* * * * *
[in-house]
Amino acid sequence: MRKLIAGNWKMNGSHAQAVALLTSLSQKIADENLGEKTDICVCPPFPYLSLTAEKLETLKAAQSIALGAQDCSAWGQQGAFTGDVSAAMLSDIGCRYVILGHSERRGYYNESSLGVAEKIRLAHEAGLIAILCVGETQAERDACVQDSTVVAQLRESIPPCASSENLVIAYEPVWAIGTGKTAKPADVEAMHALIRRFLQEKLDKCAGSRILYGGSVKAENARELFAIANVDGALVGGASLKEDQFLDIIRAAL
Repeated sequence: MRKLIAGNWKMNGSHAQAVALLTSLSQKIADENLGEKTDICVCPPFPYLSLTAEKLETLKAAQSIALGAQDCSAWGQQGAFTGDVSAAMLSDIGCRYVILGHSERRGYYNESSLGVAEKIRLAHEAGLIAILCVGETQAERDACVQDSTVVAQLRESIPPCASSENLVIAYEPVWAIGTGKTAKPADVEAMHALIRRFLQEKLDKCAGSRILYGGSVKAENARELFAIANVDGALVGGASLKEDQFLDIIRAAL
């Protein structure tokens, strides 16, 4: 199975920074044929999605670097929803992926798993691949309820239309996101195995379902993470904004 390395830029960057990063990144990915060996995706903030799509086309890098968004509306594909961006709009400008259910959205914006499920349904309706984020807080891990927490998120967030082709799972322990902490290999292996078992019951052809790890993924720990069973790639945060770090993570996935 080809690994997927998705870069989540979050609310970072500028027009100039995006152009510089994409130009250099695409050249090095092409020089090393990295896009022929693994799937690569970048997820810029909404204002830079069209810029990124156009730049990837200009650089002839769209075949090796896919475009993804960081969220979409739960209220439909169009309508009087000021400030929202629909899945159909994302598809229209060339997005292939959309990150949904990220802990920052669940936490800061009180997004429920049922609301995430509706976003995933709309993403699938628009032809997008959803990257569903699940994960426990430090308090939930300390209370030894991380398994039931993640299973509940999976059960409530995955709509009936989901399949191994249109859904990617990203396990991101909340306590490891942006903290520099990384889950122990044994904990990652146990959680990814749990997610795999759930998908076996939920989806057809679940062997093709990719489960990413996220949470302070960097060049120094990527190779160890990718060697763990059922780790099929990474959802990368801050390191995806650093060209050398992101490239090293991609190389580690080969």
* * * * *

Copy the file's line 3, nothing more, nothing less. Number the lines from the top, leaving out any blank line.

Repeated sequence: MRKLIAGNWKMNGSHAQAVALLTSLSQKIADENLGEKTDICVCPPFPYLSLTAEKLETLKAAQSIALGAQDCSAWGQQGAFTGDVSAAMLSDIGCRYVILGHSERRGYYNESSLGVAEKIRLAHEAGLIAILCVGETQAERDACVQDSTVVAQLRESIPPCASSENLVIAYEPVWAIGTGKTAKPADVEAMHALIRRFLQEKLDKCAGSRILYGGSVKAENARELFAIANVDGALVGGASLKEDQFLDIIRAAL